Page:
Manufacturers provide us with the tools needed to live out our daily lives — from the floors under our feet to the computers we use to stay connected — and as the economy grows, so does the demand for goods. While this demand helps fuel the economy, it also results in increased waste from the manufacturing process. As waste levels increase, so does the threat to our environment.
These environmental threats have the ability to shut down manufacturing plants altogether. Therefore, mitigating the environmental risks that come from waste does not only benefit the planet but business operations as well. Enter “Zero Waste Manufacturing,” a relatively new concept that has the potential to cut costs and emissions.
In short, Zero Waste Manufacturing asks manufacturers to account for the waste created in both the production and post-consumption stages of their products’ lifecycle. For example, the emissions associated with the production of the average t-shirt are around 6.75kg of carbon dioxide, including the growth of cotton, its processing into textiles, its manufacture into clothing and the transport, retail, usage and disposal. This way of measuring a product’s emissions has pushed manufacturers to regulate waste produced on-site and assess the entire lifecycle of their product. Additionally, it has prompted manufacturers to understand how waste is created in the acquisition of raw materials and track what happens to a product and its packaging once it’s “consumed” and disposed of by the consumer.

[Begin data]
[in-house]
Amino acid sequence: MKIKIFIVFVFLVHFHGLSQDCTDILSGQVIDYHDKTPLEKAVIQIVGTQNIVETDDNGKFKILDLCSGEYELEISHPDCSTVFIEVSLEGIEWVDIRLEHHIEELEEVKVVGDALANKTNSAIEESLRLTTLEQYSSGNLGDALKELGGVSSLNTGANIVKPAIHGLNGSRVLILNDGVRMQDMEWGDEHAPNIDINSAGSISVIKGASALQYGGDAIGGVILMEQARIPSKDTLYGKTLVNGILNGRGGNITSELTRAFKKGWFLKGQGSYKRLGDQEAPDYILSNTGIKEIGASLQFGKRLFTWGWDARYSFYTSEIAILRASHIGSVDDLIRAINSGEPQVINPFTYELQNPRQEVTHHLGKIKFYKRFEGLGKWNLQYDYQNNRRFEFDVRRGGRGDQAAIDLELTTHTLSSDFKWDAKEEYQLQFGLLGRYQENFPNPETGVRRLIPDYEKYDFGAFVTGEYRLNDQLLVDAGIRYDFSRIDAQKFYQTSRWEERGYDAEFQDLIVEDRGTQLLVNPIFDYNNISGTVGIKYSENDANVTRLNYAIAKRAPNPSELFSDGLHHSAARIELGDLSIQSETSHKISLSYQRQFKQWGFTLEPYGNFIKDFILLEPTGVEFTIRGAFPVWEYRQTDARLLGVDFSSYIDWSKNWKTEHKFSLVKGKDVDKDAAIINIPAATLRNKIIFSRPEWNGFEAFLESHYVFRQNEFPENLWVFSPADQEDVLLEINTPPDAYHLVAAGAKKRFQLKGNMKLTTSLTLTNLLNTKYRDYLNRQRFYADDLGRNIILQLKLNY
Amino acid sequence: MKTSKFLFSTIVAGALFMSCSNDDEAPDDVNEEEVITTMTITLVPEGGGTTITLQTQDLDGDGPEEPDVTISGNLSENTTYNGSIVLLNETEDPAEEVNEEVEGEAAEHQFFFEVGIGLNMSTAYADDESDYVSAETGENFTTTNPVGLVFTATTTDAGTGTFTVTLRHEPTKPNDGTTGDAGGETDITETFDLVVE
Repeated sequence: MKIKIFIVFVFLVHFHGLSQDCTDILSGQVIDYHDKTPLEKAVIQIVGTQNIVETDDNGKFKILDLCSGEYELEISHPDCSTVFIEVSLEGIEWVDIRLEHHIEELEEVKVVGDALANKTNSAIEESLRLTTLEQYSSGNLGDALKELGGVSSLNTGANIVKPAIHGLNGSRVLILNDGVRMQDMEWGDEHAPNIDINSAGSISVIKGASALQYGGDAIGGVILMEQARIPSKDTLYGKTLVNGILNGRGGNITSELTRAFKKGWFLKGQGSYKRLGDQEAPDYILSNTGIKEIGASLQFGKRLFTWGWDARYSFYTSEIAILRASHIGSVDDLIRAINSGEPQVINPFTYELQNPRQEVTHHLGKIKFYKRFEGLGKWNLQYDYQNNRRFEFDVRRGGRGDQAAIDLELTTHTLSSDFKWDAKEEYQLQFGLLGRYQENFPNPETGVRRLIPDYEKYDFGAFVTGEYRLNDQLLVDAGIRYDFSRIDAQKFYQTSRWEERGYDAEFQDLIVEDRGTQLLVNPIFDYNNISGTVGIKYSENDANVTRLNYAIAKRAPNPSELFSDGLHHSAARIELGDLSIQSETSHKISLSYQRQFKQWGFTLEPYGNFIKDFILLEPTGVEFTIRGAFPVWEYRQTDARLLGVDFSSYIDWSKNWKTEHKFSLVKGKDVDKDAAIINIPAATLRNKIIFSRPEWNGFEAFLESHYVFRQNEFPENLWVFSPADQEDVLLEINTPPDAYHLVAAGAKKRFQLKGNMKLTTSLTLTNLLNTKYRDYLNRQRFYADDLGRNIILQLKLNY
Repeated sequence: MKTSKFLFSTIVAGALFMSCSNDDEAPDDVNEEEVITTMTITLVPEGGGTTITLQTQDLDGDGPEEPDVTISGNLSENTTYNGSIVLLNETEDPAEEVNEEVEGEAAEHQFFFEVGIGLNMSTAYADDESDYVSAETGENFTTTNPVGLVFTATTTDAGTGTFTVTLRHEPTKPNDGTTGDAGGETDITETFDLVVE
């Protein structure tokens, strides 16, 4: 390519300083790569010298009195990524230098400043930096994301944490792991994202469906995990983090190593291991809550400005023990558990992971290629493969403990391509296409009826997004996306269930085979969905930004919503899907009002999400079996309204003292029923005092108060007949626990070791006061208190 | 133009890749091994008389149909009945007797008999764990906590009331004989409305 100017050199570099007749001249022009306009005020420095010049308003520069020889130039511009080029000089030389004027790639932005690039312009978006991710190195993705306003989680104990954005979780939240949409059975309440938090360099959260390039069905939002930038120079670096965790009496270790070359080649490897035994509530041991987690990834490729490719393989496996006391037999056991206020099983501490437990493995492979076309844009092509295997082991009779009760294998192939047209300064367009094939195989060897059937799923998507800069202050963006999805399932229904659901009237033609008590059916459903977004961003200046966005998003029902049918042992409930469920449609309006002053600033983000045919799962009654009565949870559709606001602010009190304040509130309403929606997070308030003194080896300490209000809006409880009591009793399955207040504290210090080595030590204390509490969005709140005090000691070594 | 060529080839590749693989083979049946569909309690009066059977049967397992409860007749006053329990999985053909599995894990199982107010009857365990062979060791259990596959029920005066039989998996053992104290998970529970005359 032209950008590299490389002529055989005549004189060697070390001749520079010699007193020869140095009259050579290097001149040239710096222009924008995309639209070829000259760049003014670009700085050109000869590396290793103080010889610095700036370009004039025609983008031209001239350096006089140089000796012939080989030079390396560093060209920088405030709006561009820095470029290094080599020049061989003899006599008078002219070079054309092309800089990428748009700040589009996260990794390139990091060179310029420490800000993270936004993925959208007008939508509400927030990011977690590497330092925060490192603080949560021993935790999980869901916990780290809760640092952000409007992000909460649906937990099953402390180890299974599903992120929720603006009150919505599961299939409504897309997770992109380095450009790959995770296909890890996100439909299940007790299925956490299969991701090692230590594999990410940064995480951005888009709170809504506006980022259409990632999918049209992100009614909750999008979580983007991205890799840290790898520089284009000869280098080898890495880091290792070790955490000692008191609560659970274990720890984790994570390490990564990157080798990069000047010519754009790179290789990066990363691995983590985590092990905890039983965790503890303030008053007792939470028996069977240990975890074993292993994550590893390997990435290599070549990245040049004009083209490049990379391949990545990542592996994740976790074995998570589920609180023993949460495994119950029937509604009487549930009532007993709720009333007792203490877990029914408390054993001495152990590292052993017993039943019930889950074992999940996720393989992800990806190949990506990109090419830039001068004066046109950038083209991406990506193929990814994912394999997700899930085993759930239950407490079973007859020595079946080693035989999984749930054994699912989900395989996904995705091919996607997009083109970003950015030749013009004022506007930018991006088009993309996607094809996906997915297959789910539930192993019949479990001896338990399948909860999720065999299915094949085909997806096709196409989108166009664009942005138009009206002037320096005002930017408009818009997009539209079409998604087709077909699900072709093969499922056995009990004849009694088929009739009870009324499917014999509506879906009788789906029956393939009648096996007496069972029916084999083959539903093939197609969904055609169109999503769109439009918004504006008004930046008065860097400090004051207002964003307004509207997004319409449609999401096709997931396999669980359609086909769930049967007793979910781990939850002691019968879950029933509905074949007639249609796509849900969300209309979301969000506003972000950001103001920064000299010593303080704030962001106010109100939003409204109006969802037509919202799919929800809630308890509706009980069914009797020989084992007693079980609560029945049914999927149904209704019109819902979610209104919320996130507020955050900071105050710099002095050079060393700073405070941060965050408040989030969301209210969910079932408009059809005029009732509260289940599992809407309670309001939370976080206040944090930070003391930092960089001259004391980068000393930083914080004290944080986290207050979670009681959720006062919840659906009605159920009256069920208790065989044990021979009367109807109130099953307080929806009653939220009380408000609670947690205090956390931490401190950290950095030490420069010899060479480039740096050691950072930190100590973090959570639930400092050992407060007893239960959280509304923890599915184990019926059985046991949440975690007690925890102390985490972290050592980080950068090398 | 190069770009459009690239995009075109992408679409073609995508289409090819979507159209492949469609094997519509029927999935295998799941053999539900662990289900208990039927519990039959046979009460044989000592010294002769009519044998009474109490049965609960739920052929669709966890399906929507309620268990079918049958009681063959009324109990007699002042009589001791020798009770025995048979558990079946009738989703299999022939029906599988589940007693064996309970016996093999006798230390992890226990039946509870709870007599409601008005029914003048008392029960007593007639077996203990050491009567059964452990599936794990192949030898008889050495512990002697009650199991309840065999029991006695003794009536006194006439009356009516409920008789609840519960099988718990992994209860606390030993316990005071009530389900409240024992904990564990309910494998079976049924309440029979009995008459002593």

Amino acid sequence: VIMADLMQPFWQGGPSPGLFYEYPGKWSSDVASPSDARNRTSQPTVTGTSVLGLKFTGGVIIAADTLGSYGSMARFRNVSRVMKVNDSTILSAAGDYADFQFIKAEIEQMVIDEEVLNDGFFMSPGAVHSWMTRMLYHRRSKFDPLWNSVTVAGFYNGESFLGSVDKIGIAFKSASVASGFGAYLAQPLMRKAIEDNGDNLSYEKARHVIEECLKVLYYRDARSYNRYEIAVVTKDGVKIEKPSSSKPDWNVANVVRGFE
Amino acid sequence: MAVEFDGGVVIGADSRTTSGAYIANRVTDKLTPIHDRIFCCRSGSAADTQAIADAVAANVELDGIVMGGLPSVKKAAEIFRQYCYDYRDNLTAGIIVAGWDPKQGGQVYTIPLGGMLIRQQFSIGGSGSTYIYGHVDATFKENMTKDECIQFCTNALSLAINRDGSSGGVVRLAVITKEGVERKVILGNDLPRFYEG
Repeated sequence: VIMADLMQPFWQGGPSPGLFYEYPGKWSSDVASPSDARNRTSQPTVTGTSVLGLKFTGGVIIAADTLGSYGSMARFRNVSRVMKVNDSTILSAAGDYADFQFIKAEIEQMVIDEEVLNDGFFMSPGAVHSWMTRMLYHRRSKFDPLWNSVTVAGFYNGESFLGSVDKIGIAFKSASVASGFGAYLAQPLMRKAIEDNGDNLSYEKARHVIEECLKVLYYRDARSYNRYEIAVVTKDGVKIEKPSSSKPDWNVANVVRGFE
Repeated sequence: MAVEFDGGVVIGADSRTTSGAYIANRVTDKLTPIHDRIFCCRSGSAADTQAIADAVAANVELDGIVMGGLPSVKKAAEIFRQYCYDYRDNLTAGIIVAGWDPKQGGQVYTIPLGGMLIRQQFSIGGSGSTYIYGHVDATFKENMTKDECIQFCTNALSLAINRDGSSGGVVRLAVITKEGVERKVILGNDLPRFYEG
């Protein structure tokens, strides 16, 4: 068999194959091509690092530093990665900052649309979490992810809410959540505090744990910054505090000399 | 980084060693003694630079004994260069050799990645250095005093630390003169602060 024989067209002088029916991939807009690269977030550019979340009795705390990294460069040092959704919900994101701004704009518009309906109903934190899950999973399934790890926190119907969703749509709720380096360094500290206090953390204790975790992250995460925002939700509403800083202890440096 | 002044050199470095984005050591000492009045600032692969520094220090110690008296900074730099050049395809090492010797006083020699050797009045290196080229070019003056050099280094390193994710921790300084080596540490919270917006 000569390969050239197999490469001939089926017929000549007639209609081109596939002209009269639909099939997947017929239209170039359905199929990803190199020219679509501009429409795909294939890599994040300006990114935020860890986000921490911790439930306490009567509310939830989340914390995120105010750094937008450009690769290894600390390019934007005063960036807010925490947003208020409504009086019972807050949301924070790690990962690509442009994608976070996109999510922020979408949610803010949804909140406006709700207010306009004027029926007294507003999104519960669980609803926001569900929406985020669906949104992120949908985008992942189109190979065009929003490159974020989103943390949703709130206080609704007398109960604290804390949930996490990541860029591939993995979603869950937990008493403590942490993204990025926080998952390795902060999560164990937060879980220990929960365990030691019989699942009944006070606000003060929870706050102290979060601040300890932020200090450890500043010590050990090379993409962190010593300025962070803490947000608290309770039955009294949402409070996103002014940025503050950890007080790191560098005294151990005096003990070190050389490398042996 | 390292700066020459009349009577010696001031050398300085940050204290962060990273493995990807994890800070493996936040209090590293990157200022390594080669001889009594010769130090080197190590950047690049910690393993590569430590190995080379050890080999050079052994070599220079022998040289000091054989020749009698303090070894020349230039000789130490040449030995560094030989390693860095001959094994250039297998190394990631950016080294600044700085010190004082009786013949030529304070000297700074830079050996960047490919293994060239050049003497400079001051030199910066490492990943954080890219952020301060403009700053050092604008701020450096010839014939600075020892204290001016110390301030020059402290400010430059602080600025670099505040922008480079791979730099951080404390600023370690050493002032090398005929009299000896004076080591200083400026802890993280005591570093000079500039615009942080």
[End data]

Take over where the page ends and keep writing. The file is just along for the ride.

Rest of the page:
Extended Producer Responsibility
Though some manufacturers chose to implement a Zero Waste Manufacturing protocol before emissions were tracked and regulated, many are now joining the club with the increased implementation of Extended Producer Responsibility (EPR). EPR is a regulatory system designed to create incentives by placing financial and/or physical responsibility on producers. Though EPR is dominant in the EU, it is expected to take hold in the United States in the coming years. Manufacturers must begin measuring and reducing waste levels to avoid fines and expensive changes in manufacturing technology.
In other words, the manufacturers who anticipate the oncoming EPR regulations, and invest in creating a Zero Waste Supply Chain, will reduce costs in the long run.
The good news is that going Zero Waste is easier than it might sound. Much of the manufacturing process is already automated, potentially delivering significant waste reductions when implemented correctly. Manufacturers have begun reducing the waste associated with their profits by creating take-back and recycling programs. However, the most considerable way manufacturers reduce waste is by designing new products that are easier to reuse, repair and recycle.